It’s just a car, right?
A car is an inanimate object that cannot see, hear, feel, taste or smell. It is incapable of emotion and never takes its owner’s feelings into consideration when it breaks down on the interstate at the most inconvenient time. So why, on the anniversary of my father’s death, am I riddled with anxiety and guilt over the thought of trading in the last vehicle he ever purchased?
I mean it’s not like he actually rode in it or anything. He and my mother ordered the custom minivan in the waning months of his life and it wasn’t delivered until after his death, so why go to pieces over a car he owned in theory only?
I suppose it would be different if I were trading in my parents’ 1985 navy blue Pontiac Firebird. Now THAT was a car. Purchased during a mid-life crisis when Dad was trying to hang on to his youth and whatever was left of his hair, the Firebird was the epitome of cool and I couldn’t wait until I got my driver’s license three years later so I could tool around town in dad’s zippy little sports car as opposed to my mom’s more family friendly and tastefully tan Pontiac Phoenix.
Sadly, I only drove the Firebird once. Well, maybe drove is too strong of a word. It was the day before Father’s Day and my mother asked me to park the car in the garage in order to free up the driveway for dad when he returned from his errands. I don’t know what the woman was thinking considering I barely had a learner’s permit, the car had a 5-speed transmission and I had no idea what to do with a clutch. Mom patiently explained what to do, but I must confess, this whole caper of hers sounded like something out of I Love Lucy and I just knew something was going to go wrong.
Sure enough, I fired up the engine and rolled into the narrow one-car garage…and right into my father’s workbench. My mother’s cheer of “You did it!” segued to “Julie, STOP!” in a nanosecond as I buried the nose of the car into the wood and got a horrifying shade of teal paint all over the hood of the vehicle.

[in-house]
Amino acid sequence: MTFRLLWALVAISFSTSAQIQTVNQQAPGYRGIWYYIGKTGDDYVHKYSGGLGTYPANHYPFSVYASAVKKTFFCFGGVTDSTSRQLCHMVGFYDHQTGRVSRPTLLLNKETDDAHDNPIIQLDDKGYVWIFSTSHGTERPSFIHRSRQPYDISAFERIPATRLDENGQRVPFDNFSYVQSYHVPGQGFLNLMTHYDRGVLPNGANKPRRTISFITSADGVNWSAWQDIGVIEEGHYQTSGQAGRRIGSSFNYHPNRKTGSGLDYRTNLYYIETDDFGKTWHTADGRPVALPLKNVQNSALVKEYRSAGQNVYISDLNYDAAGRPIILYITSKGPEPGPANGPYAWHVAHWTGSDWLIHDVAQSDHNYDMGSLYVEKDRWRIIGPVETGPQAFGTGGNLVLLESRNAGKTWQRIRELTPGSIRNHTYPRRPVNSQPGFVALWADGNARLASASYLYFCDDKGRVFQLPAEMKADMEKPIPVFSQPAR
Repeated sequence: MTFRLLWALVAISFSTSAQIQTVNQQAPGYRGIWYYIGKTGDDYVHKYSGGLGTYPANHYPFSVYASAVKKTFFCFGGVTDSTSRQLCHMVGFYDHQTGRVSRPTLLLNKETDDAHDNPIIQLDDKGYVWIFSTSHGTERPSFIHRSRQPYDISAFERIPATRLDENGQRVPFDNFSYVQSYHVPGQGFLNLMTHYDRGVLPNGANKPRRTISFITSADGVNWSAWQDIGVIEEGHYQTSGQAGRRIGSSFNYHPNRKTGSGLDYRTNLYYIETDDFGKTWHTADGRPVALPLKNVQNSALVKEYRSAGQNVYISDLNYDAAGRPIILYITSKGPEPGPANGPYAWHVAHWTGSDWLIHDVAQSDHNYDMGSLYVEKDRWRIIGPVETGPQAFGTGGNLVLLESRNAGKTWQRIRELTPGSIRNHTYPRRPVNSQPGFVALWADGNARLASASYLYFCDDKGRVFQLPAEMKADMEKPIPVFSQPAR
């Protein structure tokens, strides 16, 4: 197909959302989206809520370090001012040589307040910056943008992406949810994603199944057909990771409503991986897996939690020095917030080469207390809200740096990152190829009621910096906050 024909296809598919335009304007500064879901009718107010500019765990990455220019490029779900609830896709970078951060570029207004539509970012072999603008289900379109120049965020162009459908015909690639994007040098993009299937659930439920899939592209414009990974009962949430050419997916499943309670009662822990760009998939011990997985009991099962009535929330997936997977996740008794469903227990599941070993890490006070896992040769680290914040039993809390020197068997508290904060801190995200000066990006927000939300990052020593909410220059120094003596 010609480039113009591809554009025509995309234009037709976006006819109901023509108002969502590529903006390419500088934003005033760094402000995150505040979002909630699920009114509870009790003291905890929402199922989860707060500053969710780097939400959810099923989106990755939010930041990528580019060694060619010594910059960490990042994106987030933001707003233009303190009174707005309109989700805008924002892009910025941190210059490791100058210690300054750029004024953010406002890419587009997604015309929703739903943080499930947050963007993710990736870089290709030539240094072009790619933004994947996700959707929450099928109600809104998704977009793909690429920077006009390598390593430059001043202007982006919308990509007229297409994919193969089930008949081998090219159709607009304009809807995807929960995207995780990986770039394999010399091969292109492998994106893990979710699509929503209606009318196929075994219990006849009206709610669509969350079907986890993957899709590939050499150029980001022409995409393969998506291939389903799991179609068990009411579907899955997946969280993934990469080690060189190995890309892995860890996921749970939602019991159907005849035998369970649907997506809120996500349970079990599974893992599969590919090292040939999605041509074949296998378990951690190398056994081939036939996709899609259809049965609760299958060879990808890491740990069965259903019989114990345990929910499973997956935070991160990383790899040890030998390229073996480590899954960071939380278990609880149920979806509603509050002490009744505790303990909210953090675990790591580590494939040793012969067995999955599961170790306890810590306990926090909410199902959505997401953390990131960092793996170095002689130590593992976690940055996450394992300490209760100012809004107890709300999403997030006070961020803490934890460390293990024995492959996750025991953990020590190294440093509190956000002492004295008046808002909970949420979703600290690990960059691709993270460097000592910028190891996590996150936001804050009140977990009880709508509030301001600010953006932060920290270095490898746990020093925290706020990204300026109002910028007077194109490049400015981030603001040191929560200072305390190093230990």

“OK, back it out,” Mom said, as we assessed the damage.
“Are you out of your mind?” I asked. “Haven’t my driving skills gotten us into enough trouble today?”
Thankfully, the nose of the car was made of rubber and it popped right back into place. Mom then located a container of rubbing compound in an effort to get the paint off the hood while a gaggle of neighborhood children lined the curb to watch the action and chant “She crashed” a few minutes later when dad arrived.
To my shock and relief, dad was very cool about the whole thing. He was glad that the paint came right off; that there was no damage to the hood and above all, that we were OK. Less than a year later, he traded in the car. He never said that it was because of me, but I remain unconvinced.
With those kinds of memories, why should I be racked with emotion over a gold, gas guzzling minivan that became mine in the LAST way I ever wanted to receive a free car? I mean come on, it occasionally died at intersections, was 15 years old, made me look like a soccer mom and didn’t corner worth a darn. This should be a no brainer.
It should be, but it isn’t. That van represented the last business deal my parents ever made together and though I know it’s time to switch lanes and move on to something new, it’s still hard to let go of something that symbolized the ride they shared together.
And what a ride it was!